Last night, a few of us were together tossing ideas around. Matt himself seemed to be willing to open some avenues that TRT had previously believed were closed to us. That’s pretty exciting stuff because it means we might be able to make some of the major changes that many of us have wanted to do for a long time.
One of those ideas was to split submitted themes into two camps:
- Themes that pass the full review requirements.
- Those that pass some minimal checks (mostly, the automated scanner).
In the first group, it’d be business as usual. If you, as a theme author, want your theme reviewed by our team, you get that review. You also must follow the guidelines. The barrier to entry is the same as it is now.
In the second group, you’d pretty much get an automatic submission into the repo. We’d still need to make sure that we’re not allowing anything nasty through and any other major issues. We’d have to work out the details of this. But, the idea is to have an extremely low barrier to entry.
Incentive to get a full review
Why would a theme author choose to get a full review when it’s so much easier via the second route?
That’s the big question, one that I think is easily solved by giving an incentive to theme authors who follow the standards laid out by TRT. This can be any number of things. I’d love to hear feedback.
My proposal is one of two things:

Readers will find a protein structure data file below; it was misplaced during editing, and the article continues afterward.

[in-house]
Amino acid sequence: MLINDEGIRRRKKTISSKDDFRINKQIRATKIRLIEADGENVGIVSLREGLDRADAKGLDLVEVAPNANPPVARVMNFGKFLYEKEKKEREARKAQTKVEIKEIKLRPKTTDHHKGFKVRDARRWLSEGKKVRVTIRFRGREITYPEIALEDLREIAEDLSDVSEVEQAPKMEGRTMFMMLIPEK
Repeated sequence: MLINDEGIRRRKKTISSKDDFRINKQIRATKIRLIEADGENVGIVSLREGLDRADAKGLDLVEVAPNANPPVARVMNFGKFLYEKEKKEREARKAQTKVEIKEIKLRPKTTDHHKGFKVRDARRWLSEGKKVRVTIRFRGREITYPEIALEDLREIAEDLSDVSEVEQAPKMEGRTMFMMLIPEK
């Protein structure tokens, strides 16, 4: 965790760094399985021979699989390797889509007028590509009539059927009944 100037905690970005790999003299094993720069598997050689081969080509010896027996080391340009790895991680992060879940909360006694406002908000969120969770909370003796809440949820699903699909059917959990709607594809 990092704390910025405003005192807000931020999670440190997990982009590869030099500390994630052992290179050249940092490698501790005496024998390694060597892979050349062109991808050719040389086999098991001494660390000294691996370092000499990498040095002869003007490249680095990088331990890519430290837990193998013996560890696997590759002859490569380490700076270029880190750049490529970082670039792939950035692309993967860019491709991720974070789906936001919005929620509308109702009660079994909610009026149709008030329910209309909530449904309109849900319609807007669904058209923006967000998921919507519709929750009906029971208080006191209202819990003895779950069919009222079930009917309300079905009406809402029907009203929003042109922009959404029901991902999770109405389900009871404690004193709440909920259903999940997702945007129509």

#1: Featured Themes: Only themes that have met the “gold standard” of the review team be shown in the featured themes list.
#2: Gold Star Themes: (made up name) This would be a secondary list similar to featured themes in the directory (and in the WP theme install backend) to showcase approved themes.
The first is easier and what I believe to be fair. Again, I’d love to hear ideas across the board from theme authors, reviewers, and users.
Benefits of changing
There are some major benefits I believe we’ll get from such a move:
- A lot smaller workload on the review team (we have tons).
- We can shift a lot of focus to development education.
- Spend more time focusing on design education.
- Users play a bigger factor in deciding what they want.
Problems with the change
One of the reasons TRT was first formed was because there was a lot of really nasty stuff and a lot of bad code. The goal, we were told, was to not host every theme but to have the best themes. That’s been a big part of the mission statement from day one. Moving away from that will require a major shift in our philosophy. And, that might just be OK.
We’ll need to catch more issues (sometimes security issues) after a theme has gone live in the directory. It’s possible that we can do more with automated checks in this area. I think someone mentioned the Automattic VIP Scanner and PHP PHP (recursive acronym for PHP: Hypertext Preprocessor) is a widely-used open source general-purpose scripting language that is especially suited for web development and can be embedded into HTML. http://php.net/manual/en/intro-whatis.php. CodeSniffer. Solutions for security and spam are paramount.
Ideas and feedback
I want to make it clear that this is only one of many proposals. And, it’s only up for discussion as a possibility at the moment. We got a few +1 votes for proposing it last night.
Now, it’s your turn. What do you think of the idea? What would you like to add to it?